General Yasar Buyukanit, the Turkish army’s new chief of staff, said on Monday there would be no change in the army’s position and called on the PKK to lay down its arms and surrender.
In his speech, which was broadcast live on Turkish television stations, he said: “The Turkish armed forces have said that they will fight on until not a single armed terrorist is left. There has been no change in that position nor will there ever be.
“There is mention of a ceasefire as though there were two countries at war.
“The only way out for the terrorist organisation is to lay down arms unconditionally and to give themselves up to Turkish justice system.”
His comments came hours before Recep Tayyip Erdogan, the prime minister, and George Bush, the US president, were expected to discuss Turkey‘s conflict with its Kurds during a meeting in Washington.
Turkey wants the US to crack down on the fighters who operate partly out of bases in northern Iraq.
The PKK is fighting for an independent Kurdish state, but has said that they would be content with winning greater recognition of Kurdish cultural rights – such as making Kurdish an official language in Turkey.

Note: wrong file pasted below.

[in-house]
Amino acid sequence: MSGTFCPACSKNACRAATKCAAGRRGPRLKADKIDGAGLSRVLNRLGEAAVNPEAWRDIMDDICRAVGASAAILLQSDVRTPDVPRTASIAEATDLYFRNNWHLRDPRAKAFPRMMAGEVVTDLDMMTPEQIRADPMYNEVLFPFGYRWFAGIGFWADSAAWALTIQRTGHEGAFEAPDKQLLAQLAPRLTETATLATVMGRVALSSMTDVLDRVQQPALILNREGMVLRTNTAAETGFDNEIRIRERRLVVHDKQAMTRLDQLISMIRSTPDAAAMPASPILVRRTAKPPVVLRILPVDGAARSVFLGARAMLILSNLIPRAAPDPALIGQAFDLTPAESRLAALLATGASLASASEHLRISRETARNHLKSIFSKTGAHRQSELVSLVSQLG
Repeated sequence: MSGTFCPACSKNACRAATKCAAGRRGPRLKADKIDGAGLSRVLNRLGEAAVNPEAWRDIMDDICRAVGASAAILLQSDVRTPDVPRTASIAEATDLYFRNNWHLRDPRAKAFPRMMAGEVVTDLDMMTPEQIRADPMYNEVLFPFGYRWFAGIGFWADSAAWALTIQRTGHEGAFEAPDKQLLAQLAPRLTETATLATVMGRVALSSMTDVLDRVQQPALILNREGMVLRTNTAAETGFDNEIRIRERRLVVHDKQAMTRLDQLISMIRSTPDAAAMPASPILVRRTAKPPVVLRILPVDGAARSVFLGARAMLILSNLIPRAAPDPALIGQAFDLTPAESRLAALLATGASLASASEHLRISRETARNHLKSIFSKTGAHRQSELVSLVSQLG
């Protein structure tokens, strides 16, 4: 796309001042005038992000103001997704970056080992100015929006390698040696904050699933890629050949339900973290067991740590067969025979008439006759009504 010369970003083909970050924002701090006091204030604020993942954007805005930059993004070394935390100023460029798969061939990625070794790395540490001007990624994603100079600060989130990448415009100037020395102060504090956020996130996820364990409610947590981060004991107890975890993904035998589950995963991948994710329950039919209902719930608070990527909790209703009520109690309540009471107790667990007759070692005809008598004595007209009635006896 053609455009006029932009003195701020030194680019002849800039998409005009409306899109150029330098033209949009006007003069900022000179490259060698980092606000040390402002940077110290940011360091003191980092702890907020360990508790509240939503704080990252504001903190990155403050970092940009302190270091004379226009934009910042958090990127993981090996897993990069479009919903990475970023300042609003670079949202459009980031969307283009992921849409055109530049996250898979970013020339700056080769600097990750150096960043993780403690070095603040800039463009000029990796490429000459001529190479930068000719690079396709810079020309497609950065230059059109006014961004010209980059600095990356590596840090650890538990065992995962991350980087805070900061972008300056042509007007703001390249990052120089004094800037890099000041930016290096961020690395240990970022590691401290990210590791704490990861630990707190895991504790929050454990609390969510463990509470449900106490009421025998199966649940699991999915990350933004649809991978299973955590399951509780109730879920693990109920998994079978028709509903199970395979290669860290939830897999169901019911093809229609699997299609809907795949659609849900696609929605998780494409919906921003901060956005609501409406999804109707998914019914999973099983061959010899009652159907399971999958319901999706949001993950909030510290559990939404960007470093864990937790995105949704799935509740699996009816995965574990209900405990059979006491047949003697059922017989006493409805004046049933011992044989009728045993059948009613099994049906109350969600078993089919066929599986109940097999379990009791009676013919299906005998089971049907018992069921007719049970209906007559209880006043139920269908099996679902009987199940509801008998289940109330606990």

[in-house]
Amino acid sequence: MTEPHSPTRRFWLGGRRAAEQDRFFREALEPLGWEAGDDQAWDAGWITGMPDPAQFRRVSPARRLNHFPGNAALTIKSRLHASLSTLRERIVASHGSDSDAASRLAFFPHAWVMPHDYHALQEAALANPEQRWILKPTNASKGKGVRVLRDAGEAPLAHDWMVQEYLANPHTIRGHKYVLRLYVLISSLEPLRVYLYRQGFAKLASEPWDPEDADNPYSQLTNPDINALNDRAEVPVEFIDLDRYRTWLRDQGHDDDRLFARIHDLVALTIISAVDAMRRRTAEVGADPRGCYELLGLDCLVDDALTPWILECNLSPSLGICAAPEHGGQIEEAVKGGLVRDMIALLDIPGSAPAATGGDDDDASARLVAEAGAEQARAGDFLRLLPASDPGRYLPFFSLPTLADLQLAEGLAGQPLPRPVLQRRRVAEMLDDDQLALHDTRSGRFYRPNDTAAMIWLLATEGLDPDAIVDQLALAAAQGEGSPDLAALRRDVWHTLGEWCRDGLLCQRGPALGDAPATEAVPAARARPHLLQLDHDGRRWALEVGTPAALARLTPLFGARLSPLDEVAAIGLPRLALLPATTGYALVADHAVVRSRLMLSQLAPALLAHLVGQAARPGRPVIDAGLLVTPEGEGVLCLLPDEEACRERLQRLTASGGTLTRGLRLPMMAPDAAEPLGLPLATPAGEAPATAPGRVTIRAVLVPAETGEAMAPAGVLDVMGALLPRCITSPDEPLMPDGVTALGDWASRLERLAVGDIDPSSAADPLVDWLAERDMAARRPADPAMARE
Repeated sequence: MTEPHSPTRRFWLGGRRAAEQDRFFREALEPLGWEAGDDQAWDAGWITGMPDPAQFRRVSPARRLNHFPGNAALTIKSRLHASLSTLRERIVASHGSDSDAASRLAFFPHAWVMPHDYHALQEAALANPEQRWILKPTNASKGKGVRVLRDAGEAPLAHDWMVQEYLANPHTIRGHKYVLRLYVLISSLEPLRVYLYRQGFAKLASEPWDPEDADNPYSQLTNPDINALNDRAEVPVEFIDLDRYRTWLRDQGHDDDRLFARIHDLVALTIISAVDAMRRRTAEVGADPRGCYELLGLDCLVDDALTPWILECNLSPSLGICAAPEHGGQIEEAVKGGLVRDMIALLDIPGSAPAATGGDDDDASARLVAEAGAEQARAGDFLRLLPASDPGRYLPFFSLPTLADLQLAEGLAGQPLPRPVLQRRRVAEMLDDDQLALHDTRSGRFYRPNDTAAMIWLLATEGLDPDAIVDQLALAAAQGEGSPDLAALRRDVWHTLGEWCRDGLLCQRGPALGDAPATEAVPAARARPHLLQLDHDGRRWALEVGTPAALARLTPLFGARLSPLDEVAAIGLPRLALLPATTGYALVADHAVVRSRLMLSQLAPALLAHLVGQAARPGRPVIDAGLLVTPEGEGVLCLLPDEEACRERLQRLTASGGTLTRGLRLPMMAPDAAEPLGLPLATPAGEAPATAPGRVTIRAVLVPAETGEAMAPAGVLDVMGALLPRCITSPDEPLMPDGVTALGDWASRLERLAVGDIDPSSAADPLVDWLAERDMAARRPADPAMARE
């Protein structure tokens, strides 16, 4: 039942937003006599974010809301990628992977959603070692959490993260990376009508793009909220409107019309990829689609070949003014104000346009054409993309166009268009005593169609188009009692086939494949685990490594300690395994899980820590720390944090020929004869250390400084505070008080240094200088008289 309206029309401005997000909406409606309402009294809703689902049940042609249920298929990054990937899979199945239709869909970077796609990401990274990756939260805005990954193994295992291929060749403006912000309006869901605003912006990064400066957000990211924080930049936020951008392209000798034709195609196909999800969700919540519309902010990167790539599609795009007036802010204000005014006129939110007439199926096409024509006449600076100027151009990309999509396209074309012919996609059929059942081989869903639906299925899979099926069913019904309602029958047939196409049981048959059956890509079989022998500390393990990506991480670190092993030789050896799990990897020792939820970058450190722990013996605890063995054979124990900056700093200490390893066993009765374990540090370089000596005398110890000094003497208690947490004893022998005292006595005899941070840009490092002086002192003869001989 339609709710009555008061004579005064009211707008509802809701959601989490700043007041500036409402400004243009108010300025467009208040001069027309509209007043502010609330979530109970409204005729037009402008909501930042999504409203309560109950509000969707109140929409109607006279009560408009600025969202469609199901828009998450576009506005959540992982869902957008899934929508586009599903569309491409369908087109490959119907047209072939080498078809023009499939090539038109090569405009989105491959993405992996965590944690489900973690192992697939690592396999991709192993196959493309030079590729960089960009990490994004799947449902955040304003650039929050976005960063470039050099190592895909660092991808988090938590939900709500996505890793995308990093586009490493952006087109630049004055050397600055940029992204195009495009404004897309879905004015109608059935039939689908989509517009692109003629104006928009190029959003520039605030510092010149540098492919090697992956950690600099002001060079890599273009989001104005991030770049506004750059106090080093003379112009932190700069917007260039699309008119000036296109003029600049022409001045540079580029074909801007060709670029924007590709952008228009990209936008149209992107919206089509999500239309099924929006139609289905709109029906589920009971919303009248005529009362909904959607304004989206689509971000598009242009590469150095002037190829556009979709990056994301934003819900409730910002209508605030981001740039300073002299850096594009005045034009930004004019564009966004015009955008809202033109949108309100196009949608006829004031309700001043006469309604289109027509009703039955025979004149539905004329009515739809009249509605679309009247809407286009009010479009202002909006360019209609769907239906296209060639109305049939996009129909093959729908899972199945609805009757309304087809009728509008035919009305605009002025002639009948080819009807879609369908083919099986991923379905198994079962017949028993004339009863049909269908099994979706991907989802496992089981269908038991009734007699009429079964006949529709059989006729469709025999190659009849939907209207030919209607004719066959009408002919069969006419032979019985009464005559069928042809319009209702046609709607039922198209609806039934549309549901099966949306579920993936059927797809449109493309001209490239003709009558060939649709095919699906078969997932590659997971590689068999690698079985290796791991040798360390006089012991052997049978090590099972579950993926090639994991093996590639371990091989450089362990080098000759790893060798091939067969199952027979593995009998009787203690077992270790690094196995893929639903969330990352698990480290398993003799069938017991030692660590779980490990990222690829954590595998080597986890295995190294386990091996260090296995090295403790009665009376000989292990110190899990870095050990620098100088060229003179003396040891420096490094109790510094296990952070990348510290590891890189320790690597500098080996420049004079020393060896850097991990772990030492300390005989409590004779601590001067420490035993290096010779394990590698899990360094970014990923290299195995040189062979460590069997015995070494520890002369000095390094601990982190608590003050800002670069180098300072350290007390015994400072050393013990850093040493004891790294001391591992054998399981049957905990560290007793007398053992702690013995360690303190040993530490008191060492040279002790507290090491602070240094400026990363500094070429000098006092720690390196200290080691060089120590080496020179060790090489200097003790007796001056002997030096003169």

Three days before the PKK announced a ceasefire on Saturday, Abdullah Ocalan, the group’s imprisoned leader, issued a statement calling on his fighters to cease their attacks.
Murad Karayilan, a PKK leader, has called for a ceasefire
Speaking from northern Iraq on Saturday, Murat Karayilan, one of the most senior PKK commanders, said that the group would lay down its arms only if the Turkish state had a democratic solution to the Kurdish issue.
Zubeyir Aydar, head of Kongra-gel which claims to be the political wing of the PKK but is considered a terrorist group by Ankara and the EU, said at a meeting in Metz, France, that the ceasefire was declared to give a chance for a political solution, the pro-Kurdish Firat news agency reported on Monday.
“This opportunity must be evaluated carefully by everyone so that there is no more suffering,” Aydar was quoted as saying.
Turkey does not recognise the 15 million Turkish Kurds as an ethnic minority, and so does not extend them minority rights, such as being educated in their own language.
The European Union has said that Turkey must extend greater rights to Kurds and other minorities in order to join the 25-nation bloc.
The conflict has claimed the lives of 37,000 people since the PKK took up arms in 1984.